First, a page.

Farm co-ops, small banks and the local gas company may be toasting U.S. regulators whose votes yesterday freed them from strict Dodd-Frank Act oversight of dealers in the $708 trillion global swaps market.

Those and other types of firms rely on trading and holding swaps — financial instruments they use to hedge risk or speculate. Because of a 2010 proposal that any company entering into swaps worth more than $100 million in a year could be treated as a highly regulated dealer, so-called end users fought an effort to include them in a new system of capital and collateral requirements designed to avoid a repeat of the 2008 financial crisis.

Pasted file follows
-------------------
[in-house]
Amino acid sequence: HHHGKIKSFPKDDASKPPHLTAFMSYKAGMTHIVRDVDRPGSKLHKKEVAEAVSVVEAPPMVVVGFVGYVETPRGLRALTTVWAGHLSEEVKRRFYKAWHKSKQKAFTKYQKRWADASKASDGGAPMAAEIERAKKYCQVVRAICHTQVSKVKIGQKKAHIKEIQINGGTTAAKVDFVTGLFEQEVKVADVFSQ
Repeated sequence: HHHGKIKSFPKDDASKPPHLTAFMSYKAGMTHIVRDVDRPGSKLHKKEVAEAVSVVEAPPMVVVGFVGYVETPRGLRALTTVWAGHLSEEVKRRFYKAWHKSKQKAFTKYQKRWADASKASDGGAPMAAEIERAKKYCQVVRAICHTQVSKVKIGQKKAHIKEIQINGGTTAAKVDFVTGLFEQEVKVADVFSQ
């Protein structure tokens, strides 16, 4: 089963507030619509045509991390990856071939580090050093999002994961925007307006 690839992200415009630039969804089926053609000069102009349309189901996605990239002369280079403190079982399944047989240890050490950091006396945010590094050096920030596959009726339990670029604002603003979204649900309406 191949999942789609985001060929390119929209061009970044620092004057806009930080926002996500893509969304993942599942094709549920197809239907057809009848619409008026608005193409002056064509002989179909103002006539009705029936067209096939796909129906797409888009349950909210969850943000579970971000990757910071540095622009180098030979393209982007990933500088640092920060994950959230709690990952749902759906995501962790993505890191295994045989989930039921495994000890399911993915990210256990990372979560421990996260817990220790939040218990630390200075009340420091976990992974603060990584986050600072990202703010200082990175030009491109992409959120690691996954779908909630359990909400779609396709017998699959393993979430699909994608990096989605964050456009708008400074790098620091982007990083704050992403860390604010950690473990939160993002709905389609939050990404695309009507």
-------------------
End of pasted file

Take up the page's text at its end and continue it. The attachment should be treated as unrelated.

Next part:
The Commodity Futures Trading Commission and Securities and Exchange Commission approved a final rule to start with an $8-billion-a-year threshold that will drop to $3 billion within five years unless incoming data suggest a different course. The threshold increase means firms with a notional value of swaps below $8 billion in the preceding 12 months won't be considered a dealer.

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